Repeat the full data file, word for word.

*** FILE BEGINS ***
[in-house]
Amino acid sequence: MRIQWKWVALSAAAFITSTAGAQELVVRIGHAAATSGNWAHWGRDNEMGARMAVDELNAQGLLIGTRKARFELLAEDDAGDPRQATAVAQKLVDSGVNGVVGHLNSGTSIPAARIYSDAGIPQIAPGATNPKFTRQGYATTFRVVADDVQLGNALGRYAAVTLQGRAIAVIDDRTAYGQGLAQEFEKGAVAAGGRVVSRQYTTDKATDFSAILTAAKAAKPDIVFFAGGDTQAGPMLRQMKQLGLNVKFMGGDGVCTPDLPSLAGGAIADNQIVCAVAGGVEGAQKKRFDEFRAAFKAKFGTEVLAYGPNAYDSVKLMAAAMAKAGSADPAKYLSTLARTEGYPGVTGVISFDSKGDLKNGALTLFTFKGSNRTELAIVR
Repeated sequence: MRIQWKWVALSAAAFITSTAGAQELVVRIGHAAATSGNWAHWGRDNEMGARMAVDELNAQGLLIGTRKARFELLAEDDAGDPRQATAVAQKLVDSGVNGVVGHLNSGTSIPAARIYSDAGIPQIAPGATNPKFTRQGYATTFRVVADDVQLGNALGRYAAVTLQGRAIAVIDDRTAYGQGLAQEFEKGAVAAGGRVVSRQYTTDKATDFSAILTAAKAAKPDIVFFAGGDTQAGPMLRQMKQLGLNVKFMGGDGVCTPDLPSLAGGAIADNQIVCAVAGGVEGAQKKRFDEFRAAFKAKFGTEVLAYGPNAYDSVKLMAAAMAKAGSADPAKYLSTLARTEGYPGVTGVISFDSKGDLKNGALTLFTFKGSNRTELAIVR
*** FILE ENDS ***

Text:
[in-house]
Amino acid sequence: MRIQWKWVALSAAAFITSTAGAQELVVRIGHAAATSGNWAHWGRDNEMGARMAVDELNAQGLLIGTRKARFELLAEDDAGDPRQATAVAQKLVDSGVNGVVGHLNSGTSIPAARIYSDAGIPQIAPGATNPKFTRQGYATTFRVVADDVQLGNALGRYAAVTLQGRAIAVIDDRTAYGQGLAQEFEKGAVAAGGRVVSRQYTTDKATDFSAILTAAKAAKPDIVFFAGGDTQAGPMLRQMKQLGLNVKFMGGDGVCTPDLPSLAGGAIADNQIVCAVAGGVEGAQKKRFDEFRAAFKAKFGTEVLAYGPNAYDSVKLMAAAMAKAGSADPAKYLSTLARTEGYPGVTGVISFDSKGDLKNGALTLFTFKGSNRTELAIVR
Repeated sequence: MRIQWKWVALSAAAFITSTAGAQELVVRIGHAAATSGNWAHWGRDNEMGARMAVDELNAQGLLIGTRKARFELLAEDDAGDPRQATAVAQKLVDSGVNGVVGHLNSGTSIPAARIYSDAGIPQIAPGATNPKFTRQGYATTFRVVADDVQLGNALGRYAAVTLQGRAIAVIDDRTAYGQGLAQEFEKGAVAAGGRVVSRQYTTDKATDFSAILTAAKAAKPDIVFFAGGDTQAGPMLRQMKQLGLNVKFMGGDGVCTPDLPSLAGGAIADNQIVCAVAGGVEGAQKKRFDEFRAAFKAKFGTEVLAYGPNAYDSVKLMAAAMAKAGSADPAKYLSTLARTEGYPGVTGVISFDSKGDLKNGALTLFTFKGSNRTELAIVR